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He’s down. He’s rolling. He’s up! … And, down again. Oh no, and now he’s got that look. The one that tells you, yeah, this seems pretty bad.
For horse owners, few situations create more anxiety than finding your horse in the throes of colic. You call the vet, you wait, and you watch. And you think of all the possibilities, all the unknowns….
Some research groups are helping owners and veterinarians better predict those unknowns, fortunately. By sifting through the various factors, like how the horse is acting and what kind of colic he has, scientists are starting to make some connections between those factors and outcome.
Is the horse likely to survive? And – the more uncomfortable question – is it worth sending him to the equine hospital (which might be several hours away)? It’s these kinds of questions, and more, that researchers are striving to answer.
Nora Biermann, Mag.med.vet./DVM, PhD, DACVS-LA, of the Clinical Unit of Equine Surgery at the University of Veterinary Medicine Vienna, in Austria, and her research team have just completed one such study.
Focusing on a Canadian region known for its single referral hospital in a radius of several hundred miles, they’ve looked at 16 years’ worth of data to find ways to help predict outcome in colic cases.
Advancing age, increased weight, more serious signs of pain and more significant indications of depression were all associated with a worse prognosis in this study, Dr Biermann said. The length of time the horse was colicking before arriving at the hospital was also a factor associated with survival, she said.
This was important in their study location where the average arrival time was 16 hours after colic started – probably due to the long travel times.
However, interestingly, if the horse reached the 36-hour mark, he actually stood as good a chance of survival as before the 12-hour mark. For horses undergoing surgery and surviving the surgery itself, chances of survival seemed equal across horses regardless of how long colic had lasted before surgery, added Dr Biermann.
“One of the reasons for doing this study was that we were seeing colic patients in really bad shape by the time they arrived in the hospital, and referring veterinarians who were doing a good job in working up the horses but seemed frustrated when those cases were euthanized quickly after arrival in hospital,” she said.
“I do think that has a lot to do with the remote location and the long travel times that cannot be changed,” continued Dr Biermann.
“But I would like to encourage owners and veterinarians to continue to try, because we also see a lot of cases that do well with intense medical therapy or surgical intervention. There are many severe cases that have a fighting chance and go back to normal life, and you can’t know if you don’t try.”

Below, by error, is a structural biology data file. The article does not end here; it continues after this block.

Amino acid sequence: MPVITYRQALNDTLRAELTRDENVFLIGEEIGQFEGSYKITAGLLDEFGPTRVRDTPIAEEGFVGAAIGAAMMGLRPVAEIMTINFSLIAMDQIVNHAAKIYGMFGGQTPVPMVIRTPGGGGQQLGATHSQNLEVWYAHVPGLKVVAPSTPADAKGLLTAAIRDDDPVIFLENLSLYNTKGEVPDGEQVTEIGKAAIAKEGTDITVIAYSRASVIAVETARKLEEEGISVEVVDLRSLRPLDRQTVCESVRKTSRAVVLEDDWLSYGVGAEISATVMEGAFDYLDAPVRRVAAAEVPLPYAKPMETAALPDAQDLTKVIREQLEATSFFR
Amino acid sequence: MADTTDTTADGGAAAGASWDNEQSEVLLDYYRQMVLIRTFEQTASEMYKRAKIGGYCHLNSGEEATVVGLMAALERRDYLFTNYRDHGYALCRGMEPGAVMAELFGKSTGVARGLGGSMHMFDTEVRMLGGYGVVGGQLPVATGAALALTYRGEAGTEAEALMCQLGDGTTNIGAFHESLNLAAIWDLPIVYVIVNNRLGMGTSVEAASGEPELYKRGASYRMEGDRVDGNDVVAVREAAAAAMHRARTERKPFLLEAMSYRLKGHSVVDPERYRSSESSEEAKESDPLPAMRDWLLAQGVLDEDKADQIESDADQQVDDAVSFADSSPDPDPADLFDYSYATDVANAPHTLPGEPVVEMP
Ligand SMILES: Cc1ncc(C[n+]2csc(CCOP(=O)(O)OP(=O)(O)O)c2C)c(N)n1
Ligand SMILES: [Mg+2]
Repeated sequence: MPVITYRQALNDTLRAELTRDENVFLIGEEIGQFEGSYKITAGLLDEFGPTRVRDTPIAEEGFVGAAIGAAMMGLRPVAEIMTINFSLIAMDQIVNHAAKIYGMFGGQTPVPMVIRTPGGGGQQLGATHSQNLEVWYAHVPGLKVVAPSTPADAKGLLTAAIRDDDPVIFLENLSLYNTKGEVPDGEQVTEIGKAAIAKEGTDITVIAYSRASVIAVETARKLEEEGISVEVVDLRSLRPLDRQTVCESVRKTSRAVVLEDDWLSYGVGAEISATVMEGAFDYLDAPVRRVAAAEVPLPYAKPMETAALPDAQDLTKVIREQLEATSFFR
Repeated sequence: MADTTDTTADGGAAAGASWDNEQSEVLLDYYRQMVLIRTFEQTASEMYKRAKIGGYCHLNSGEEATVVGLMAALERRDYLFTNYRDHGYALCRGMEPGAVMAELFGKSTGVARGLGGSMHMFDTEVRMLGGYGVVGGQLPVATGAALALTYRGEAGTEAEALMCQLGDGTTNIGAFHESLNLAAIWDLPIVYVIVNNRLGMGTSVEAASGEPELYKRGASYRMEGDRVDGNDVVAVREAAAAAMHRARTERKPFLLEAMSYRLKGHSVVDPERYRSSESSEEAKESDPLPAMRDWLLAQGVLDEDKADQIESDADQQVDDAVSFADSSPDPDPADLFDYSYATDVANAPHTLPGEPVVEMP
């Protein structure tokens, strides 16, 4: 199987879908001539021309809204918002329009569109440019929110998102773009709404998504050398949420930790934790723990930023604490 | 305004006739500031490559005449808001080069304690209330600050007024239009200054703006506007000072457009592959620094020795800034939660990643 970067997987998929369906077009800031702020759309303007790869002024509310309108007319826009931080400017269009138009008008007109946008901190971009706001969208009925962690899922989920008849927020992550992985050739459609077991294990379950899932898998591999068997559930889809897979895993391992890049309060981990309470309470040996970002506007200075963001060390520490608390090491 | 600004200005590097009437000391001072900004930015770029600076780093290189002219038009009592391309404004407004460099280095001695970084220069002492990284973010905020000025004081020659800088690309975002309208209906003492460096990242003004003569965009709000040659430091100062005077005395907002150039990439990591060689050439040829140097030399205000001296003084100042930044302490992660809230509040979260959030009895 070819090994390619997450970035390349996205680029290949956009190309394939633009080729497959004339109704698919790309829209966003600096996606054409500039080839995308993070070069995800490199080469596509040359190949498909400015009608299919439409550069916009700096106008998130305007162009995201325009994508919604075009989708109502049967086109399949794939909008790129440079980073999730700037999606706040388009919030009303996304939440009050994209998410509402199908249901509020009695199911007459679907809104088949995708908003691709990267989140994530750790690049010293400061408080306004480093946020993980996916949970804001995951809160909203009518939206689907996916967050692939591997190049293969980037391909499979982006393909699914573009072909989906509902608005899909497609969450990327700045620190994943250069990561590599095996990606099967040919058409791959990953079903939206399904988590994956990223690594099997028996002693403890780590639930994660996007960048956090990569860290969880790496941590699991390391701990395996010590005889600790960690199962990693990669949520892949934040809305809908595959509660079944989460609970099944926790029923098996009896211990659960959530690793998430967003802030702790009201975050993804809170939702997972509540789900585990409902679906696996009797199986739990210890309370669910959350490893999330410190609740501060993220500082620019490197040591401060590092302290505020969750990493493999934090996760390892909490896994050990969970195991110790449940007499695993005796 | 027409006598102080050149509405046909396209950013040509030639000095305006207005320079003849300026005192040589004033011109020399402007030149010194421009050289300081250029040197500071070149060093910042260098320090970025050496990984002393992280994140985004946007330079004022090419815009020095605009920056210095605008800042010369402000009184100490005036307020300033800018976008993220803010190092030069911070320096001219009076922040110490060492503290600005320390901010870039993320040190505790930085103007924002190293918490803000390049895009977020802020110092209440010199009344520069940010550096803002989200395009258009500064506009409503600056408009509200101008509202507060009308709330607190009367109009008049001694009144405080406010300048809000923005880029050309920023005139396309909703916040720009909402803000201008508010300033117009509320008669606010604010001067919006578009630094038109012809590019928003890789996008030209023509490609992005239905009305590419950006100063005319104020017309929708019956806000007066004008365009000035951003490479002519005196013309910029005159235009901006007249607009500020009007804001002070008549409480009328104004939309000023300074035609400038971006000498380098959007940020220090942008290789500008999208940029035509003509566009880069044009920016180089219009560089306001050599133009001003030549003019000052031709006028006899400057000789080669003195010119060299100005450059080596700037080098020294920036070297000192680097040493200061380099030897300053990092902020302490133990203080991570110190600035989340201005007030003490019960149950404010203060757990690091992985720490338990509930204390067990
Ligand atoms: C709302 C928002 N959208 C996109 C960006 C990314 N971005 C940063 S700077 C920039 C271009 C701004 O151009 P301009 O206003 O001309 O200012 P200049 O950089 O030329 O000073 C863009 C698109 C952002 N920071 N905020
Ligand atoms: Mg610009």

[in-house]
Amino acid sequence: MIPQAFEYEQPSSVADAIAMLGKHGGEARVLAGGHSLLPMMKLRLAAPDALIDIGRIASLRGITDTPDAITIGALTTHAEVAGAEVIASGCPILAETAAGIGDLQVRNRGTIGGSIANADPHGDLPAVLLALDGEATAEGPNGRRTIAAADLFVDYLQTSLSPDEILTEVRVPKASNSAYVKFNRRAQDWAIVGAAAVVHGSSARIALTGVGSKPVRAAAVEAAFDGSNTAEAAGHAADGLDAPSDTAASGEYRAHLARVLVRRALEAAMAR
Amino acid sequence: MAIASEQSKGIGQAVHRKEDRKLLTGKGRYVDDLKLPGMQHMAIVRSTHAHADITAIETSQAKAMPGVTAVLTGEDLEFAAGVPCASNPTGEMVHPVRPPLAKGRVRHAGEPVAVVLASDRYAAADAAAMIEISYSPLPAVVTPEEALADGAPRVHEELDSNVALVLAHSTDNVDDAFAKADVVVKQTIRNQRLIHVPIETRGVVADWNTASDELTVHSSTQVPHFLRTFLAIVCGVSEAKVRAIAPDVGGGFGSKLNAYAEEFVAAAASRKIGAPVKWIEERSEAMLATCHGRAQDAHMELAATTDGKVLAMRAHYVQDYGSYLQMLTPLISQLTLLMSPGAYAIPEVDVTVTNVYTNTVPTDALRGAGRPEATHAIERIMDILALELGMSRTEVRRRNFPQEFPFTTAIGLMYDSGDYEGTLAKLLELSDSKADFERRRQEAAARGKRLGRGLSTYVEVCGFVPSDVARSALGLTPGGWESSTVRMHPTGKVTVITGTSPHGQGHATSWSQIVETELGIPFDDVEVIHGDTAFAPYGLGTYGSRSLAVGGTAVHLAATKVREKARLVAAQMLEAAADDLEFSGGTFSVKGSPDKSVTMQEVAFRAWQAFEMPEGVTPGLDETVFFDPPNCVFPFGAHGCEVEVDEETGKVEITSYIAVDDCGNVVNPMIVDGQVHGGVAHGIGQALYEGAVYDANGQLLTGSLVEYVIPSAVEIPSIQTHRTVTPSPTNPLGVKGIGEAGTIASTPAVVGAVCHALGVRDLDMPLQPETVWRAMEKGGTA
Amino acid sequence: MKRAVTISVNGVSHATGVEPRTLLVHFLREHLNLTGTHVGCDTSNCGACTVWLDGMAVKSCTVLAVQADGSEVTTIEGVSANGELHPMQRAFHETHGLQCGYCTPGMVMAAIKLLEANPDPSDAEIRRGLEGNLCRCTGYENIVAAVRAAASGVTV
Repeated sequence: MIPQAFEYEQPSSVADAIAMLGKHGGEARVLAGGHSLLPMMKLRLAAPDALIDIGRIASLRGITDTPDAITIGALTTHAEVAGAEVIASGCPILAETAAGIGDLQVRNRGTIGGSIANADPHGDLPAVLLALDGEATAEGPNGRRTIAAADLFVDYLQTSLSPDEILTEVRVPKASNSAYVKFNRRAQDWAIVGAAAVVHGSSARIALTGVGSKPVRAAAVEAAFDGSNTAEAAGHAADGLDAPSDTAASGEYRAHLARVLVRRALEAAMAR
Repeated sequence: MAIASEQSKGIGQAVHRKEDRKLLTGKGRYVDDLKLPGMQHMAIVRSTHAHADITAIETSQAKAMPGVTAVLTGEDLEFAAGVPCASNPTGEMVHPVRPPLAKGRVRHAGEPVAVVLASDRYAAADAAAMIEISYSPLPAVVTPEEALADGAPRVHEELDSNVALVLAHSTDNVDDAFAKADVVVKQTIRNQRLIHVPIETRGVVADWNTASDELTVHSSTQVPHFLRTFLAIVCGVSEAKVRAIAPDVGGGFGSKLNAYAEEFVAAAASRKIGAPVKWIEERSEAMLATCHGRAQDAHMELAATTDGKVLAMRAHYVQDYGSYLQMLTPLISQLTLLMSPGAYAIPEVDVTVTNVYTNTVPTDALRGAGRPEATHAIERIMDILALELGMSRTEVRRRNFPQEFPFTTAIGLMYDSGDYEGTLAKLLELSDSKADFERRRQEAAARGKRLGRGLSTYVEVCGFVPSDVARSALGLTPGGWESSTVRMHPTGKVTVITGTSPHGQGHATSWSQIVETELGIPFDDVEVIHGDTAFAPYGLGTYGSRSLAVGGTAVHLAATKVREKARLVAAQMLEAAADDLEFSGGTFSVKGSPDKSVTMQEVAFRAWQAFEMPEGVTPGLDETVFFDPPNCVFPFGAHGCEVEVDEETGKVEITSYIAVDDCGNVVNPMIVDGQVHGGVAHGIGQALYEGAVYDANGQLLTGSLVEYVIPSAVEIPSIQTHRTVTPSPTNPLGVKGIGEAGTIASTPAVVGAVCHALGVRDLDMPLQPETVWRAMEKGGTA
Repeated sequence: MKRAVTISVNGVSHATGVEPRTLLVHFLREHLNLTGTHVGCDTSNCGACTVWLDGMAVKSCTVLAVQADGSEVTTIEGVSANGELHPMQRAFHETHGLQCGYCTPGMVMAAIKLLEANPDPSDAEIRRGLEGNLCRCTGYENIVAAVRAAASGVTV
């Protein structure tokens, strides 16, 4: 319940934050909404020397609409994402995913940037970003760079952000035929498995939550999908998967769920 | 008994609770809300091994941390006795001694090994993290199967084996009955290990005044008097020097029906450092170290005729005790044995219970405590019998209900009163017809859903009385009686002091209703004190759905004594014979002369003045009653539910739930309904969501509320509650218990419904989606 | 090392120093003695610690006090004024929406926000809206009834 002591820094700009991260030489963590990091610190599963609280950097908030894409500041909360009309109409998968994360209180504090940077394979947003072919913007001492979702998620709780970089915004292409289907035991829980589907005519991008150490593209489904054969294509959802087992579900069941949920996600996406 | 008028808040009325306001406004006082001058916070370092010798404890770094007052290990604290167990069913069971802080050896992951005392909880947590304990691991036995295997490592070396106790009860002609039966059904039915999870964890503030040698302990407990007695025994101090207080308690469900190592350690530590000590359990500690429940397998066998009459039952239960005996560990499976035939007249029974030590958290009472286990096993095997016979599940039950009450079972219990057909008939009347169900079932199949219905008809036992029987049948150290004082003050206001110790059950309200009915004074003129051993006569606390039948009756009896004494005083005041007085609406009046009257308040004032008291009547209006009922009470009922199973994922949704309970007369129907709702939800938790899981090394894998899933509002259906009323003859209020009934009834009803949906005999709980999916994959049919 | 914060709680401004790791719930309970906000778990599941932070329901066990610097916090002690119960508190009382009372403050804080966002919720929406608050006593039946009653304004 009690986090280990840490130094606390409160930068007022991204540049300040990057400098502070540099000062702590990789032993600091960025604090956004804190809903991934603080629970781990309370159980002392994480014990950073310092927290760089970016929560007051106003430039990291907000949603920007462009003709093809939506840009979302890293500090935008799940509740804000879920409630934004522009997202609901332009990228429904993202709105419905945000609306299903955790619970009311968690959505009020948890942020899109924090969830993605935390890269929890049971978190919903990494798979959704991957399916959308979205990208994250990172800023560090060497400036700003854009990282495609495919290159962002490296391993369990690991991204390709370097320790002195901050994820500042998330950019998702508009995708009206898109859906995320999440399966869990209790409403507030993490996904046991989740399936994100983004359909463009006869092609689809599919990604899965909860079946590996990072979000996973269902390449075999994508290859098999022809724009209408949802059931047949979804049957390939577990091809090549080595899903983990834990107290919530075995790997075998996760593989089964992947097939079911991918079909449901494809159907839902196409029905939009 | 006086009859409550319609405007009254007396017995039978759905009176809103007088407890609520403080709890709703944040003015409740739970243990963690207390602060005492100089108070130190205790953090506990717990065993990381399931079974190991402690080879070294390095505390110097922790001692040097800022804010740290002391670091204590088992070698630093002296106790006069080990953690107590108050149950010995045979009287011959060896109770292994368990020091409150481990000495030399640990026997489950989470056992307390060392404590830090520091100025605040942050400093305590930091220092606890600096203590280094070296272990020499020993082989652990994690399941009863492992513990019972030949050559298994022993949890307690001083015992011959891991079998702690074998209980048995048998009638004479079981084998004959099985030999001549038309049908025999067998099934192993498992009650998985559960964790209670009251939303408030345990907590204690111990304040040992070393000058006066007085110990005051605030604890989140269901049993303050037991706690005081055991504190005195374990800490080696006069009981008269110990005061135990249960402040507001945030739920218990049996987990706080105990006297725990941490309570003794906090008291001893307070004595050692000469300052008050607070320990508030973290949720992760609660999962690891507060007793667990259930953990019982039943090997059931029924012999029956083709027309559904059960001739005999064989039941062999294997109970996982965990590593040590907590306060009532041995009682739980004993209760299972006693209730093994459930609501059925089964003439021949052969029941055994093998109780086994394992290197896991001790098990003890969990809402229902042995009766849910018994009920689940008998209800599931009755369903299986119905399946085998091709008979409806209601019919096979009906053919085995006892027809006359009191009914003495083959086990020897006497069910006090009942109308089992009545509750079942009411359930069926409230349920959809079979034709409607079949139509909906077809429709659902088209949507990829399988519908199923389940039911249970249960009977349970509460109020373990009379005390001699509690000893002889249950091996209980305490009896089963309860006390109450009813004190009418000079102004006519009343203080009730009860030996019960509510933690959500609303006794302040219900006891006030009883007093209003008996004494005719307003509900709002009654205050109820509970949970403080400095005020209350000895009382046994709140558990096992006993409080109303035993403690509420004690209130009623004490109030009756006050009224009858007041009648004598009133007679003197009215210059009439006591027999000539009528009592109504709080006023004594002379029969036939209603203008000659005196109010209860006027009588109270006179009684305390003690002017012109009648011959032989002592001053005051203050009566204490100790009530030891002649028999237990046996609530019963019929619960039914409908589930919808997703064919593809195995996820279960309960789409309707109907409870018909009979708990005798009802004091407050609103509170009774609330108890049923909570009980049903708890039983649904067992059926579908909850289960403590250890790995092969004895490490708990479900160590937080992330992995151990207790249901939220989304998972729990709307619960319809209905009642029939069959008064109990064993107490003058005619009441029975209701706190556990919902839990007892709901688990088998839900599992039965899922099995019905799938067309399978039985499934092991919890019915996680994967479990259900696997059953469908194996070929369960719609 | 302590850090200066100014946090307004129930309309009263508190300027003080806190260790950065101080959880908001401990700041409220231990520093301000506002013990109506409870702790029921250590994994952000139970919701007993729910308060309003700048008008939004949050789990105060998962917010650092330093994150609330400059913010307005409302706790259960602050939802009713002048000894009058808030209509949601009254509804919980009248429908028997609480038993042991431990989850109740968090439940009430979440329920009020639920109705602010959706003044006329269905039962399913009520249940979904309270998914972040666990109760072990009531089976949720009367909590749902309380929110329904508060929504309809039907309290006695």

That’s true even for small intestine lesions, according to Biermann. Although these lesions have historically been associated with poorer prognosis, in some ways the statistics have to do with more owners opting for euthanasia when the diagnosis is related to the small intestine.
“Particularly with quick referral and a short duration until surgery is pursued, those horses have a reasonable chance –I feel closer to somewhere around 75-85% chances of survival,” she said.
“But it has to be recognized that due to the much more common need for bowel resection, small intestinal lesions come with larger expenses for the owner, which surely also plays a role in decision making. Personally, I encourage owners to go for surgery even when it is clear that it is a small intestinal lesion and likely needs resection, if finances are not a huge concern.”
In their study, the best outcomes came from neither small intestinal lesions nor large intestinal lesions, but from no clear diagnosis at all. When diagnostic procedures like ultrasound revealed nothing remarkable, and the cause of the colic could not be found, the horses generally improved with good hospital care and medical treatment, especially if the other factors like age, weight, severity of signs, and duration of colic were more favourable.
“If the cause of colic is suspected to require intense medical or even surgical treatment and referral is an option, fast referral is the best chance for the horse to survive, even in remote areas,” said Dr Biermann.
Clinical Findings, Diagnoses, and Outcomes of Horses Presented for Colic to a Referral Hospital in Atlantic Canada (2000-2015) by J.M. Kaufman, O. Nekouei, A.J. Doyle and N.M. Biermann is published by the Canadian Veterinary Medical Association and can be found at: https://bit.ly/3c168Bl
This article, titled “Fast Referral Gives Horses The Best Chance For Surviving Colic” was published in Horses and People May June 2020 magazine.